In his 1994 autobiographical "meditation" Fatheralong, Wideman metaphorized his own sense of loss and the general malaise in African American society into a vision of sons seeking their lost fathers. Departing from the observation that each black man burdens his son at birth with the "stigma of race"(55), Wideman asks if the African American father is in a way guilty, stamped with indelible blemish, for not having been able to procure for his son, among other things, "full, unquestioned, unconditional citizenship"(56). This, according to Wideman, causes inner turmoil for the African American son. On the one hand, he is stuck with his second-rate citizenship. On the other hand, he has his father, who deserves both the respect any father deserves and the scorn for not having been able to prevent this branding with the stigma of race. The situation leads to the feeling that the father stands between an African American and unquestioned public life. It is therefore reasonable to conclude, as Wideman does, that the paradigm of race is effective in troubling father-son relationships. The word "father" throughout all this could be seen as an actual person —the biological father— but can just as well be taken to signify the very essence of race and maybe most importantly, the charged history African Americans have shared. Fatheralong is, in this respect, in part a quest for the baring of a "common ground", a sense of history all African Americans would share.

The alienation Wideman discerns between fathers and sons can take several shapes. The first way consists of running away from one"s father and orphaning oneself. Wideman directs the attention towards Richard Wright"s autobiography Black Boy, in which the latter describes his voyage from Mississippi to the North. Wideman explains this flight as the result of a process including both Wright"s father and the oppressive culture of the white South. Wright, in search of a real father, and in extension of an acceptable existence as an African American, comes to believe his own servile and uncultured father, a product of the white South, almost a specter. To find out what his father is really like, he leaves the oppressive milieu of the South that has smothered his father"s true nature. He goes North, and there initiates a new beginning. The circle of life has made yet another turn: "The black boy flees to the North, proclaims himself an orphan. As author, he steals the Promethean fire, assumes the role of father, creates a world and its inhabitants."(57)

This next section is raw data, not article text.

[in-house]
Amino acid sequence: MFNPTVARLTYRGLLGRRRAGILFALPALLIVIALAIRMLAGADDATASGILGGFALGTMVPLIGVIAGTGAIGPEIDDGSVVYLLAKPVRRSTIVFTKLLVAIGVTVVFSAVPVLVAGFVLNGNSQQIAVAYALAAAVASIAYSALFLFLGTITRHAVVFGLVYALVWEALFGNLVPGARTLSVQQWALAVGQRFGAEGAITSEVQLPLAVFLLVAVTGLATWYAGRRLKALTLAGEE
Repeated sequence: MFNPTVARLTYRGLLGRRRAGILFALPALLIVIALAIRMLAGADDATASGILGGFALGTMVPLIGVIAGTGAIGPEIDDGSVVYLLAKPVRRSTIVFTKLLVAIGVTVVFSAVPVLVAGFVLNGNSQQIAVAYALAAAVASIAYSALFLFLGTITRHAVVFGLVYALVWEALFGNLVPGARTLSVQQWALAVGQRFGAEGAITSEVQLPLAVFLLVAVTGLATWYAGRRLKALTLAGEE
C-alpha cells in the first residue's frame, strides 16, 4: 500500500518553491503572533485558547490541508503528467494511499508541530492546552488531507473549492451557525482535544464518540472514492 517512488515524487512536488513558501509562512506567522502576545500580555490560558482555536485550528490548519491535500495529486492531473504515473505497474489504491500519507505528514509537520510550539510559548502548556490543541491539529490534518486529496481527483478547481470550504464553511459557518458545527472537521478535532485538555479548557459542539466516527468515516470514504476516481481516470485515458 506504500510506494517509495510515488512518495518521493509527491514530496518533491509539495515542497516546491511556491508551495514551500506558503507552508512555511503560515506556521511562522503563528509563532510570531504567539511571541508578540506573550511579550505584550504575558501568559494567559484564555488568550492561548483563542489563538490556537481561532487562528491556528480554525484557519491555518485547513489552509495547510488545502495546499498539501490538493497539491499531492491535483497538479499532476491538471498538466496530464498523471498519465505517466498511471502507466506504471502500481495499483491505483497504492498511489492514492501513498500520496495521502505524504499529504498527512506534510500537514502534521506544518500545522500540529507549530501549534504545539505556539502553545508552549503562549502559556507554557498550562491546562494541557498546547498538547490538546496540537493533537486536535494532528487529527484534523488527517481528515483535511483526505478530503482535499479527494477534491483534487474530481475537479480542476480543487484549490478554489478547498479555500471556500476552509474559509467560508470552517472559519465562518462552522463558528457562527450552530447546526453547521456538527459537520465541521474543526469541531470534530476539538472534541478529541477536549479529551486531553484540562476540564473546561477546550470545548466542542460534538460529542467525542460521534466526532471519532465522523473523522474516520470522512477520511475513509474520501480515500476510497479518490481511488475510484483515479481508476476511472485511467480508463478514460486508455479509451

In describing a second shape that running away from the black father can take, Wideman evokes his own life. He mentions a flight that is not as much physical as it is mental: the unknowable black father is replaced by a white one. According to that scenario, the son does not so much orphan himself as he gives himself up for adoption by a white father. This adoption is conditional, though. I have mentioned the fact that Wideman, in his youth, sometimes had the feeling he had to renege his ethnicity in order to be accepted into the white worlds he entered. Wideman paraphrases this in Fatheralong. He draws a bead on the term integration, which he sees as the institionalized form of this "adoption":

Integration can be interpreted as a scheme for legitimizing a form of conditional adoption. The black orphan, who"s never really allowed to forget he is an orphan, is permitted to apply for conditional membership in the white family. With emphasis on the conditional clause. Because the main condition is that all power to determine the kind and quality of inclusion rests in the hands of the adoptive white family.(58)

Integration is indeed too often viewed as a magic concept, holding within it the tantalizing possibility of a final compromise. What it really implies, however, is a form of one-way traffic: the weaker socio-economic classes are supposed to adapt to the customs and values of the leading classes. In other words, African Americans are expected to live their lives according to a blueprint that America"s white population furnishes. They are expected to be eagerly awaiting adaptation, and yet, they do not get anything out of it: they remain travelers in second class. It makes one think back to Europe"s colonial history, when brazen Europeans left for far-away continents to bring "savages" the "gift of civilization", while they were in fact seeking personal gain. The well known trope of the European colonizer, exploring new worlds with a bible in one hand and a sword in the other, comes into place. African American poets in the sixties tended to react against this matter-of-factness with which whites had thought themselves justified in civilizing the rest of the world throughout history. In the vogue of the New Black Poetry(59), Don L. Lee observes in his poem "The Primitive": "taken from the / shores of Mother Africa: / the savages they thought / we were— / they being the real savages. / to save us. (from what?) / our happiness, our love, each other? / their bible for / our land. (introduction to economics) / christianized us. / raped our minds with: / T.V. & straight hair, / [...] / used cars & used homes, / reefers & napalm, / european history & promises. / Those alien concepts / of whi-teness, / the being of what / is not."(60)

Moreover, Wideman has come to criticize one aspect in particular of the detrimental "fatherhood" of white Americans over their black compatriots. He has spoken on the fact that many African Americans, seeking to integrate themselves in Anglo-Saxon America and to adapt "white" values, were taken advantage of in a cruel way. Striving to earn an unabridged citizenship, a good many African Americans in the twentieth century paid due respect to American symbols of nationality. Wideman recalls how his father "made us stand when "The Star-Spangled Banner" played on the radio".(61) Young male blacks often were willing to go further out of their way to prove their loyalty to "Uncle Sam". Many among them entered the US Army to fight in the Second World War, the Korean War or the Vietnam War. Wideman has mused at the nefariousness of the US in this respect: